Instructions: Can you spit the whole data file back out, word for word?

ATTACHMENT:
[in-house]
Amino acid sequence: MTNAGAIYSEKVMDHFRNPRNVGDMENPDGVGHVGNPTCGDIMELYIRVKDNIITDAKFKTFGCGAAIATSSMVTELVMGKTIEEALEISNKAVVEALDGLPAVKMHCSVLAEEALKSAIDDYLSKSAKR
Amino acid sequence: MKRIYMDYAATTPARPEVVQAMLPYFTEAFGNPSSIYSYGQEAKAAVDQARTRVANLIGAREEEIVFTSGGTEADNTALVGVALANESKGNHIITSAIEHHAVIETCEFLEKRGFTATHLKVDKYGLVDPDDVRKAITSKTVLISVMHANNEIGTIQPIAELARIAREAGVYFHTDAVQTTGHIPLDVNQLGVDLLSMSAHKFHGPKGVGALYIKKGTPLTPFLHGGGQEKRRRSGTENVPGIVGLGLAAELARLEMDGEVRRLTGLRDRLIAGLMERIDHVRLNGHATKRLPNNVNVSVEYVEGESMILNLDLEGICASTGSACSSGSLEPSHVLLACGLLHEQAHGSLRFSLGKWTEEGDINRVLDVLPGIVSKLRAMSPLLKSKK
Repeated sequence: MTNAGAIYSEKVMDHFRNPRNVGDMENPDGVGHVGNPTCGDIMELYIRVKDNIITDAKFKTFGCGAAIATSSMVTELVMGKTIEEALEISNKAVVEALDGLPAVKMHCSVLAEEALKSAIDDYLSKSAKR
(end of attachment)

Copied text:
[in-house]
Amino acid sequence: MTNAGAIYSEKVMDHFRNPRNVGDMENPDGVGHVGNPTCGDIMELYIRVKDNIITDAKFKTFGCGAAIATSSMVTELVMGKTIEEALEISNKAVVEALDGLPAVKMHCSVLAEEALKSAIDDYLSKSAKR
Amino acid sequence: MKRIYMDYAATTPARPEVVQAMLPYFTEAFGNPSSIYSYGQEAKAAVDQARTRVANLIGAREEEIVFTSGGTEADNTALVGVALANESKGNHIITSAIEHHAVIETCEFLEKRGFTATHLKVDKYGLVDPDDVRKAITSKTVLISVMHANNEIGTIQPIAELARIAREAGVYFHTDAVQTTGHIPLDVNQLGVDLLSMSAHKFHGPKGVGALYIKKGTPLTPFLHGGGQEKRRRSGTENVPGIVGLGLAAELARLEMDGEVRRLTGLRDRLIAGLMERIDHVRLNGHATKRLPNNVNVSVEYVEGESMILNLDLEGICASTGSACSSGSLEPSHVLLACGLLHEQAHGSLRFSLGKWTEEGDINRVLDVLPGIVSKLRAMSPLLKSKK
Repeated sequence: MTNAGAIYSEKVMDHFRNPRNVGDMENPDGVGHVGNPTCGDIMELYIRVKDNIITDAKFKTFGCGAAIATSSMVTELVMGKTIEEALEISNKAVVEALDGLPAVKMHCSVLAEEALKSAIDDYLSKSAKR